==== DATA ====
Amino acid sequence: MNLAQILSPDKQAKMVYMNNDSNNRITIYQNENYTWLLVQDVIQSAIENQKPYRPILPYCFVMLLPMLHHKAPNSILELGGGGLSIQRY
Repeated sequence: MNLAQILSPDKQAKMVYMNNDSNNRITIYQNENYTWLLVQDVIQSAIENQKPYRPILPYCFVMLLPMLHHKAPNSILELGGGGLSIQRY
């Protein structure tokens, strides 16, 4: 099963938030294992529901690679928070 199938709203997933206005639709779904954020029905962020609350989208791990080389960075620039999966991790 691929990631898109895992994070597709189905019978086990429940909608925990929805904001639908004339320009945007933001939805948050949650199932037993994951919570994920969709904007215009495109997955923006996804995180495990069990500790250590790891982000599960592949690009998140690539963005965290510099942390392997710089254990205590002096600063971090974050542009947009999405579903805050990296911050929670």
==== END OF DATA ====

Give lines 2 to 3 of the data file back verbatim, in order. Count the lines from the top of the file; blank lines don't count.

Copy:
Repeated sequence: MNLAQILSPDKQAKMVYMNNDSNNRITIYQNENYTWLLVQDVIQSAIENQKPYRPILPYCFVMLLPMLHHKAPNSILELGGGGLSIQRY
């Protein structure tokens, strides 16, 4: 099963938030294992529901690679928070 199938709203997933206005639709779904954020029905962020609350989208791990080389960075620039999966991790 691929990631898109895992994070597709189905019978086990429940909608925990929805904001639908004339320009945007933001939805948050949650199932037993994951919570994920969709904007215009495109997955923006996804995180495990069990500790250590790891982000599960592949690009998140690539963005965290510099942390392997710089254990205590002096600063971090974050542009947009999405579903805050990296911050929670």